‘…large and noble, with delicate walks and groves’ Ralph Thoresby, 1711
It seems that there has been a love of gardening at Wentworth Woodhouse since at least the 16th century. The early evidence is from a painting by John Lavorgne which shows Thomas Wentworth (who died in 1587) sitting and holding, in his right hand, a tree stock in which grafts have been inserted and in his left hand he holds a grafting saw with a serrated edge and a knife. Also shown are his wife, Margaret; daughter, Elizabeth; and his head gardener in the family livery. Behind the figures, very faintly, knot gardens and the early mansion are just visible.
Formal Splendour – 18th Century Developments
A wonderful engraving of c. 1730 by John Cole is held in the Bodleian Libraries.1
It shows the gardens running westwards from the Baroque side of the mansion. The elaborate garden had a large lawn divided into four by straight paths. In the centre of each section stood a large obelisk placed there in 1729, although the future 1st Marquis of Rockingham may have regretted their positioning when Horace Walpole said that the view looked like a bowling green! These four stone obelisks were moved in 1793 to adorn the Rockingham Monument at the suggestion of Humphry Repton, the famous landscape garden designer.
To the south of the lawns were what appear to be espalier fruit trees on terraces and an enclosed bowling green. On the northern side of the lawns were an old range of buildings and parterres. Further west were plantations of trees, parterres, knot gardens and a maze. Excitingly there was even a ‘mount’ – a constructed hill – said to be 100 feet high where family members and guests could climb a winding path to the summer house on the summit to admire the garden.
Further 18th century evidence comes from a large volume deposited in Sheffield Archives2 written by Thomas Watson-Wentworth who became the 1st Marquis. It is 16”x 12” with almost 90 pages of handwritten notes on vellum fastened with 2 metal clasps.
One section is devoted to rents but another is entitled ‘many remarks and observations’ in other words it was his journal. He included details about the park and the gardens. In 1735 and 1736 he wrote that the terrace, ice-house and temple were constructed.
Work on the 1,500 ft (c. 457m) terrace was started in 1735. It has a tremendous retaining wall with a bastion at its eastern end and the Ionic Temple at the western end. Terraces were popular for outdoor exercise and for showing off your estate! Ralph Tunnicliffe supervised the building of the terrace wall. In the spring of 1736 part of the wall collapsed, possibly due to inadequate foundations. Tunnicliffe was held responsible and this set-back caused a delay in work on the east front of the mansion because workmen were taken away to repair the damage. Tunnicliffe died in 1736 and Henry Flitcroft then took charge of all the building projects.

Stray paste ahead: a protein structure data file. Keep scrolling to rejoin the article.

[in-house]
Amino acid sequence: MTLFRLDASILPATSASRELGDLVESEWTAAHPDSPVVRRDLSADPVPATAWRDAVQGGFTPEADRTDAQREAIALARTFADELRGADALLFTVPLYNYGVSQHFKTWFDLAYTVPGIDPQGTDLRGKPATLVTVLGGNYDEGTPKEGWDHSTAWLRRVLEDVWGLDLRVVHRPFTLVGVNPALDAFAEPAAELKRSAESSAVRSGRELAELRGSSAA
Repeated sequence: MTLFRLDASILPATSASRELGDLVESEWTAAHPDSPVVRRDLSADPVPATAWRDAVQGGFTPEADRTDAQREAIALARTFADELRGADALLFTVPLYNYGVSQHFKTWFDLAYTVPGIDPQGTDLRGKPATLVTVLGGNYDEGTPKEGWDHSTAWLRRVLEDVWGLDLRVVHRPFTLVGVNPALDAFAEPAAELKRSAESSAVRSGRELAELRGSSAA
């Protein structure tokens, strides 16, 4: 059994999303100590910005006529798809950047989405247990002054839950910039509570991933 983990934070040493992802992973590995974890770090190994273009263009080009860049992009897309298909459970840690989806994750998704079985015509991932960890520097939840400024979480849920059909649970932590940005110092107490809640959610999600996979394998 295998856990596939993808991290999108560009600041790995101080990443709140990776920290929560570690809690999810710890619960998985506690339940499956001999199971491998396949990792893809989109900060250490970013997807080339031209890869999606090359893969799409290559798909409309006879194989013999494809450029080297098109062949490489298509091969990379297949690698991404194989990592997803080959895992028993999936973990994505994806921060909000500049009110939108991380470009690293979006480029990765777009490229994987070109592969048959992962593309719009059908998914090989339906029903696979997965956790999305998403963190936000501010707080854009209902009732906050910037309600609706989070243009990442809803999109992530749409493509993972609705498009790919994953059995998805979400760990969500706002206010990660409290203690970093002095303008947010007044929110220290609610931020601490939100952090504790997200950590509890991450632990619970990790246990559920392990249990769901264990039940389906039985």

When Dr Richard Pococke, a travel writer, visited in 1750 he noted that kine (cattle) were kept in the meadow beneath the terrace. In 1768 Arthur Young, another visitor, described the view from the terrace saying ‘…the eye is continually feasted with an exceeding fine and various prospect of hills, dales, winding water, hanging woods, temples, and noble sweeps of park.’ 3
The ice-house, near the stable block, was built to supply ice to the kitchens before the days of insulated boxes or refrigerators. The ice was used for storing meat and fish in the summer months and for making desserts and for cooling wines. The ice was collected in winter from the frozen lakes and ponds in the park and gardens and taken by cart to the ice-house. Inside would be a sunken chamber to store the crushed ice. The Wentworth Woodhouse accounts show that the ice-house was once thatched to provide insulation. Among the records in 1797 Adam Holding was paid £1-10s-0d for thatching and in 1810 Jonathan Baildon received £3-7s-1d. What is interesting is that even in the early 1950s only 2% of British households had a fridge.
The Ionic Temple
At the western end of the terrace is the domed temple. It has ten Ionic columns – slender elegant pillars with scroll-shapes at the top.
The columns encircle a statue of Hercules fighting a mythical beast. Hercules is dressed in the skin of a Nemean Lion and wields a club as he battles the monster. According to Greek mythology the Nemean Lion had golden fur which was impervious to attack by weapons or, one assumes, the mythical beast!
The Greenhouse and Pavilion
The 1st Marquis mentioned the Green House in 1738, the building that we now call the Camellia House, stating ‘…. the Pavilion and Green House at the upper end of the menagerie were also then built’. These are shown on a watercolour plan of c. 1760 4 and in 1768 the travel writer, Arthur Young, mentions the greenhouse saying it is ‘very spacious, and behind it a neat agreeable room for drinking tea.’ 5 ‘Taking tea’ was a popular 18th century pastime among the gentry and ‘middling’ classes.
On the watercolour plan are two ‘skittle greens’. In 1750 Dr Richard Pococke commented that the skittle grounds were ‘for the young to divert themselves.’6 By the 1770s much of the formal layout to the west of the mansion had disappeared – apart from a small area on the SW labelled ‘The Marchioness’s Flower Garden’. The knot gardens and parterres had been replaced largely by shrubs and trees.
The Kitchen Gardens
Prior to the 1780s the kitchen gardens were situated to the east of the mansion. Now the view from the vast Palladian front of Wentworth Woodhouse is of rolling parkland, modified by Humphry Repton, in the early 1790s at the request of the 4th Earl Fitzwilliam.
The kitchen gardens produced an amazing variety of fruit, vegetables and flowers. The quality and range of fruit and vegetables on the dinner table were status symbols and a measure of wealth. The 1st Marquis mentioned the growing of pineapples in 1737 when he noted that they were then ‘very scarce in England’. At this time it was said that large landowners were in the grip of ‘Pineapple Fever’. By 1740 he said that he had got their cultivation ‘to great perfection’ and boasted that one weighed 3½ pounds! In 1745 he said that he had cut 200 that year and had some sent to his London residence for ‘an entertainment I made’.7 The fruits were often placed as a centre-piece on the dining table not necessarily to be eaten but to be admired – and envied! Some were even hired out as decoration for dinner parties.